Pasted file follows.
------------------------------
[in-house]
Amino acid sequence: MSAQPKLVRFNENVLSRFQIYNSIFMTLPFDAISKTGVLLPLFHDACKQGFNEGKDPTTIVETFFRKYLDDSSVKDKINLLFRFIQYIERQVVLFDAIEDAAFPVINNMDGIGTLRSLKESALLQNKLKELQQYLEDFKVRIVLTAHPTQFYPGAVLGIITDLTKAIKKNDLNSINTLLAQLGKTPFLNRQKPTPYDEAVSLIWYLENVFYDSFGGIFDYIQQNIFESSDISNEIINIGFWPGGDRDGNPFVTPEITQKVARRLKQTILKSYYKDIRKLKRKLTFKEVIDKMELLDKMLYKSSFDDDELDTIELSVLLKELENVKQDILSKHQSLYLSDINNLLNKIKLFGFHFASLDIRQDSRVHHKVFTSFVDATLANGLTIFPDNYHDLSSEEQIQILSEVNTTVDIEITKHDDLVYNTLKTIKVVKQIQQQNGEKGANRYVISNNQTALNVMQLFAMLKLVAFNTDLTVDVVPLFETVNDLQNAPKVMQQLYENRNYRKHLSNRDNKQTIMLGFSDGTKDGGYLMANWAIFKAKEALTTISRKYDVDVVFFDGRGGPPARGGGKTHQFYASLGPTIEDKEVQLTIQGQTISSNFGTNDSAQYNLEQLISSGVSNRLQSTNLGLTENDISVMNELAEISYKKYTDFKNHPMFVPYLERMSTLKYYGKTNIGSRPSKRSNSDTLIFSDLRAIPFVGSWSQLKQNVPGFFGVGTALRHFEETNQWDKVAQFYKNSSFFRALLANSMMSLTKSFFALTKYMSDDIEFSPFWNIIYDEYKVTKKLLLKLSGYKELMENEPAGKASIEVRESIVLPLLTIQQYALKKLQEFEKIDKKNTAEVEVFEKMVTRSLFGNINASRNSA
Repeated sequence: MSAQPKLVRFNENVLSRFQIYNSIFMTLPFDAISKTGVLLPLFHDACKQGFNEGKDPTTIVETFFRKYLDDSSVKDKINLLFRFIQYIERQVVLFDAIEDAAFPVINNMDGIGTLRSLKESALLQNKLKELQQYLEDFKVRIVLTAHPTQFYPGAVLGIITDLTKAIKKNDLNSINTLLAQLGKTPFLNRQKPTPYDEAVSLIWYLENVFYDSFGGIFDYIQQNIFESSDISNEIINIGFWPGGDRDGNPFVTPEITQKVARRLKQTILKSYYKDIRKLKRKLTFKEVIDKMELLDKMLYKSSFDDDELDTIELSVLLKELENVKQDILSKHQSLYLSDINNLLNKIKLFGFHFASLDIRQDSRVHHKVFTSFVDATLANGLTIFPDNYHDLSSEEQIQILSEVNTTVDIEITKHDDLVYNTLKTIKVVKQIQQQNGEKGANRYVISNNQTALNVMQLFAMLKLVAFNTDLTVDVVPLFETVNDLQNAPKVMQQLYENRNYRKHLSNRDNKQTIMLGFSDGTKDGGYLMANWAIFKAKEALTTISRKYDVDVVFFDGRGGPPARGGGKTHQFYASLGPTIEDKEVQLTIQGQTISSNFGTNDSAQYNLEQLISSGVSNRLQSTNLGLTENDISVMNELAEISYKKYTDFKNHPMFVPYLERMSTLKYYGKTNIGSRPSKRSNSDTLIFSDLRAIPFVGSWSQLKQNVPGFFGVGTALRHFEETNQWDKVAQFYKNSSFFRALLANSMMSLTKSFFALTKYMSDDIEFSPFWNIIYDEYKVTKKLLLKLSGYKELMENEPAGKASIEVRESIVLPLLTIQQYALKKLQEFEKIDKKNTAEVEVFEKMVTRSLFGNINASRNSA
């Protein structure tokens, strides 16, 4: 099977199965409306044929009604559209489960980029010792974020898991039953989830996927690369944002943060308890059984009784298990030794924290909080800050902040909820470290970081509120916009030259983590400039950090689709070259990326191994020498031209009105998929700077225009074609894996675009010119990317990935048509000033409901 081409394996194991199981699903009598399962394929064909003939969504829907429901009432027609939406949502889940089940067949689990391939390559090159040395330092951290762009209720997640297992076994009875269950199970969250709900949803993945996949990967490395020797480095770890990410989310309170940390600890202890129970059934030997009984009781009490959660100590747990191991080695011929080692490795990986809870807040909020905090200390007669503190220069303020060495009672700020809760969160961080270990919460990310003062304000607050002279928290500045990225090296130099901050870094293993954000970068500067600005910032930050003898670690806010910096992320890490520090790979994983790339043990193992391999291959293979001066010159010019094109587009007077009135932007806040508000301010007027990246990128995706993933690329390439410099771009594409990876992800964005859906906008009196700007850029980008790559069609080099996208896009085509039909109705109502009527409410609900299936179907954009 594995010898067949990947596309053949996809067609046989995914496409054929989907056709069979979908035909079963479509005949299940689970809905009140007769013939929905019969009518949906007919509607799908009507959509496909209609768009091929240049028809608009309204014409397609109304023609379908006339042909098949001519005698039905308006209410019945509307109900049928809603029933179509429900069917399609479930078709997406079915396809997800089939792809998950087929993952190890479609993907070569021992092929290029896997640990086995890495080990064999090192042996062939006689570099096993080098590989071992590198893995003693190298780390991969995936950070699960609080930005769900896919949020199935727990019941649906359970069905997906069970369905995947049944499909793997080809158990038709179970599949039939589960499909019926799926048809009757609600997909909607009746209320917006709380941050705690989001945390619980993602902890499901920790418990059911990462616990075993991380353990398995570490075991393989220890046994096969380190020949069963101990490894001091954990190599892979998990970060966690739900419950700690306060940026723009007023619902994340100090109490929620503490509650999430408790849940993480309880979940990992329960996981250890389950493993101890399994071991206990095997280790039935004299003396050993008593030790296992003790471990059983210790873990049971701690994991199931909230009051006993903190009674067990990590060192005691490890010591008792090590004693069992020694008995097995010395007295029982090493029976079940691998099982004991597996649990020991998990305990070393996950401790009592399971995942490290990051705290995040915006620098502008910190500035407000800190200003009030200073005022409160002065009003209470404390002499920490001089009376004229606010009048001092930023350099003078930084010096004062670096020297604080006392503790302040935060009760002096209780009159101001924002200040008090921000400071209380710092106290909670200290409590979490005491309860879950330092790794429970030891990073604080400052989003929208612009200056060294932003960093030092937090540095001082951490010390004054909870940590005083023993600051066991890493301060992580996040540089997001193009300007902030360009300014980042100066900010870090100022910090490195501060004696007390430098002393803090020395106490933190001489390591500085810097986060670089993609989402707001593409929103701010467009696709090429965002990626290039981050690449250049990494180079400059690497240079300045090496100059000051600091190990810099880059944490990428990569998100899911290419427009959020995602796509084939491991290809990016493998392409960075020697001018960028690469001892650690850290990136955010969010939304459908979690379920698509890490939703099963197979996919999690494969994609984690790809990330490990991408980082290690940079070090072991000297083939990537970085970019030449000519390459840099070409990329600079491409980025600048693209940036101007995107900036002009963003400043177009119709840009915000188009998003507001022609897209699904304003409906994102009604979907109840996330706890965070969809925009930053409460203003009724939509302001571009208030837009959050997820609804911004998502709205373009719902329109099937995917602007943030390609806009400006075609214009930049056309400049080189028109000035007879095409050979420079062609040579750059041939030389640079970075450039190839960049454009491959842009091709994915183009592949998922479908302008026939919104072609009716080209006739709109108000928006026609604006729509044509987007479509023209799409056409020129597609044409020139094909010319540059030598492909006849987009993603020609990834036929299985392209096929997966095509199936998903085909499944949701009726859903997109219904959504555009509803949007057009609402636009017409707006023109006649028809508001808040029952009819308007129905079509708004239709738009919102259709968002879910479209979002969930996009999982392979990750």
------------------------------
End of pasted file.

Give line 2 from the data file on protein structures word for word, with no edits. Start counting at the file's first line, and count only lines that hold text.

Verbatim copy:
Amino acid sequence: MSAQPKLVRFNENVLSRFQIYNSIFMTLPFDAISKTGVLLPLFHDACKQGFNEGKDPTTIVETFFRKYLDDSSVKDKINLLFRFIQYIERQVVLFDAIEDAAFPVINNMDGIGTLRSLKESALLQNKLKELQQYLEDFKVRIVLTAHPTQFYPGAVLGIITDLTKAIKKNDLNSINTLLAQLGKTPFLNRQKPTPYDEAVSLIWYLENVFYDSFGGIFDYIQQNIFESSDISNEIINIGFWPGGDRDGNPFVTPEITQKVARRLKQTILKSYYKDIRKLKRKLTFKEVIDKMELLDKMLYKSSFDDDELDTIELSVLLKELENVKQDILSKHQSLYLSDINNLLNKIKLFGFHFASLDIRQDSRVHHKVFTSFVDATLANGLTIFPDNYHDLSSEEQIQILSEVNTTVDIEITKHDDLVYNTLKTIKVVKQIQQQNGEKGANRYVISNNQTALNVMQLFAMLKLVAFNTDLTVDVVPLFETVNDLQNAPKVMQQLYENRNYRKHLSNRDNKQTIMLGFSDGTKDGGYLMANWAIFKAKEALTTISRKYDVDVVFFDGRGGPPARGGGKTHQFYASLGPTIEDKEVQLTIQGQTISSNFGTNDSAQYNLEQLISSGVSNRLQSTNLGLTENDISVMNELAEISYKKYTDFKNHPMFVPYLERMSTLKYYGKTNIGSRPSKRSNSDTLIFSDLRAIPFVGSWSQLKQNVPGFFGVGTALRHFEETNQWDKVAQFYKNSSFFRALLANSMMSLTKSFFALTKYMSDDIEFSPFWNIIYDEYKVTKKLLLKLSGYKELMENEPAGKASIEVRESIVLPLLTIQQYALKKLQEFEKIDKKNTAEVEVFEKMVTRSLFGNINASRNSA